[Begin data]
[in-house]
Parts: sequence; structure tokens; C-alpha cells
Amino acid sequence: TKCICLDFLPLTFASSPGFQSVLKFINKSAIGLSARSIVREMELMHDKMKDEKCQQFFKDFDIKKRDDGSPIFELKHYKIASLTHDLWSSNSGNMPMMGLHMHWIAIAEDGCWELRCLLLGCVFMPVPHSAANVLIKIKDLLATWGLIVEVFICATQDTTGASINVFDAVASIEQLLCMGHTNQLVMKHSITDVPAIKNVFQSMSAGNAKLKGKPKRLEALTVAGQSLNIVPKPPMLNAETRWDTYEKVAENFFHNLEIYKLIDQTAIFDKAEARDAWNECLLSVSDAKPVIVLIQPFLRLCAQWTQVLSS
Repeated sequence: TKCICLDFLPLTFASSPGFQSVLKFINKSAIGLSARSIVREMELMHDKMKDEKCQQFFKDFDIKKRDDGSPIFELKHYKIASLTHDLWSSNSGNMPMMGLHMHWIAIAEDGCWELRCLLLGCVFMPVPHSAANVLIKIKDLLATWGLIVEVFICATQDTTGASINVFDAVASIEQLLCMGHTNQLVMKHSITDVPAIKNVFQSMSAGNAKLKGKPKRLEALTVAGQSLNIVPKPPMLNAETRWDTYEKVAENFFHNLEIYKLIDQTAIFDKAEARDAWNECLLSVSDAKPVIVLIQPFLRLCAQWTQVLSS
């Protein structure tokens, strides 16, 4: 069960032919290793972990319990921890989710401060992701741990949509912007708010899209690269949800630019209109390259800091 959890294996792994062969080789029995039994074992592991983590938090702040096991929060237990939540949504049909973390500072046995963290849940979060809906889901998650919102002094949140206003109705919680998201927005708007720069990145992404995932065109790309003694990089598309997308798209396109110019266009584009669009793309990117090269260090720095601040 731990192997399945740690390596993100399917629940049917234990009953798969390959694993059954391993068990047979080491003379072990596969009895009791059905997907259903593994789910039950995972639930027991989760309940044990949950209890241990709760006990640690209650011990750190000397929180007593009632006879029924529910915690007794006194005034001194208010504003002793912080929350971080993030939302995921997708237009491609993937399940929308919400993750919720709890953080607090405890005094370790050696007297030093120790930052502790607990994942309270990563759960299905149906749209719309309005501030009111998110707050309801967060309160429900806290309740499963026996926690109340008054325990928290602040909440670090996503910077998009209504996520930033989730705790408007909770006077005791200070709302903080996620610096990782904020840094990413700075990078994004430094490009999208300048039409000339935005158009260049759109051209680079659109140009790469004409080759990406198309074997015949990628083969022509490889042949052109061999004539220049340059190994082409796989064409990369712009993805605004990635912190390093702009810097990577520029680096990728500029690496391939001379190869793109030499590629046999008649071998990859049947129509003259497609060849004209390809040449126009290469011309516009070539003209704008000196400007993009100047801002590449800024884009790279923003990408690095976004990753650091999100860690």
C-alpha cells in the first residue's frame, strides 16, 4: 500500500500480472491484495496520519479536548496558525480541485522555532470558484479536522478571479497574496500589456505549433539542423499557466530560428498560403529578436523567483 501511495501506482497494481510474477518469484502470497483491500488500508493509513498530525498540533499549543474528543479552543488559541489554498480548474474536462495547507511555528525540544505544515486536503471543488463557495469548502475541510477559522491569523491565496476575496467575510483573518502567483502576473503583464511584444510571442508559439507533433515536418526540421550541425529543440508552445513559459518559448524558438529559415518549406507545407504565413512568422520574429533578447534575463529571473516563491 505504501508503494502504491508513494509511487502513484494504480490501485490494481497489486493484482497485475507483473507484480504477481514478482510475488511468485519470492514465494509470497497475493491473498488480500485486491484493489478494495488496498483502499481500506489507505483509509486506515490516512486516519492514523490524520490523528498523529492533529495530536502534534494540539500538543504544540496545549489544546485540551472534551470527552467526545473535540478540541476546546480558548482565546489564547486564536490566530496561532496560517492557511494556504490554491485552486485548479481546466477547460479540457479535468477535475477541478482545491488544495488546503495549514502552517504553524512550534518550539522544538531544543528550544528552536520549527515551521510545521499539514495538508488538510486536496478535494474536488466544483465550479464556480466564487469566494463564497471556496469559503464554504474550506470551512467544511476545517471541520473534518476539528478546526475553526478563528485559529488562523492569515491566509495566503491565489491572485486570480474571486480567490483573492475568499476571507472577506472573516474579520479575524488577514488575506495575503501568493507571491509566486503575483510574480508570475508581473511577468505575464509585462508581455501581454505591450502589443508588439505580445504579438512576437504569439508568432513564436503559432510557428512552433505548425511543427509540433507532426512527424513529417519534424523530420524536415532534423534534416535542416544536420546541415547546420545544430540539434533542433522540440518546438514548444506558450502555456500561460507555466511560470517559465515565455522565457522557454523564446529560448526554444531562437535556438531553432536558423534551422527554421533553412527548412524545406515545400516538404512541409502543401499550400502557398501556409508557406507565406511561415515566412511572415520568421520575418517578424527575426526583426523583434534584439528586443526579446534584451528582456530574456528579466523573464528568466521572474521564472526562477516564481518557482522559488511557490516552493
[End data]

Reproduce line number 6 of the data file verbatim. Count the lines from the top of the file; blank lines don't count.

C-alpha cells in the first residue's frame, strides 16, 4: 500500500500480472491484495496520519479536548496558525480541485522555532470558484479536522478571479497574496500589456505549433539542423499557466530560428498560403529578436523567483 501511495501506482497494481510474477518469484502470497483491500488500508493509513498530525498540533499549543474528543479552543488559541489554498480548474474536462495547507511555528525540544505544515486536503471543488463557495469548502475541510477559522491569523491565496476575496467575510483573518502567483502576473503583464511584444510571442508559439507533433515536418526540421550541425529543440508552445513559459518559448524558438529559415518549406507545407504565413512568422520574429533578447534575463529571473516563491 505504501508503494502504491508513494509511487502513484494504480490501485490494481497489486493484482497485475507483473507484480504477481514478482510475488511468485519470492514465494509470497497475493491473498488480500485486491484493489478494495488496498483502499481500506489507505483509509486506515490516512486516519492514523490524520490523528498523529492533529495530536502534534494540539500538543504544540496545549489544546485540551472534551470527552467526545473535540478540541476546546480558548482565546489564547486564536490566530496561532496560517492557511494556504490554491485552486485548479481546466477547460479540457479535468477535475477541478482545491488544495488546503495549514502552517504553524512550534518550539522544538531544543528550544528552536520549527515551521510545521499539514495538508488538510486536496478535494474536488466544483465550479464556480466564487469566494463564497471556496469559503464554504474550506470551512467544511476545517471541520473534518476539528478546526475553526478563528485559529488562523492569515491566509495566503491565489491572485486570480474571486480567490483573492475568499476571507472577506472573516474579520479575524488577514488575506495575503501568493507571491509566486503575483510574480508570475508581473511577468505575464509585462508581455501581454505591450502589443508588439505580445504579438512576437504569439508568432513564436503559432510557428512552433505548425511543427509540433507532426512527424513529417519534424523530420524536415532534423534534416535542416544536420546541415547546420545544430540539434533542433522540440518546438514548444506558450502555456500561460507555466511560470517559465515565455522565457522557454523564446529560448526554444531562437535556438531553432536558423534551422527554421533553412527548412524545406515545400516538404512541409502543401499550400502557398501556409508557406507565406511561415515566412511572415520568421520575418517578424527575426526583426523583434534584439528586443526579446534584451528582456530574456528579466523573464528568466521572474521564472526562477516564481518557482522559488511557490516552493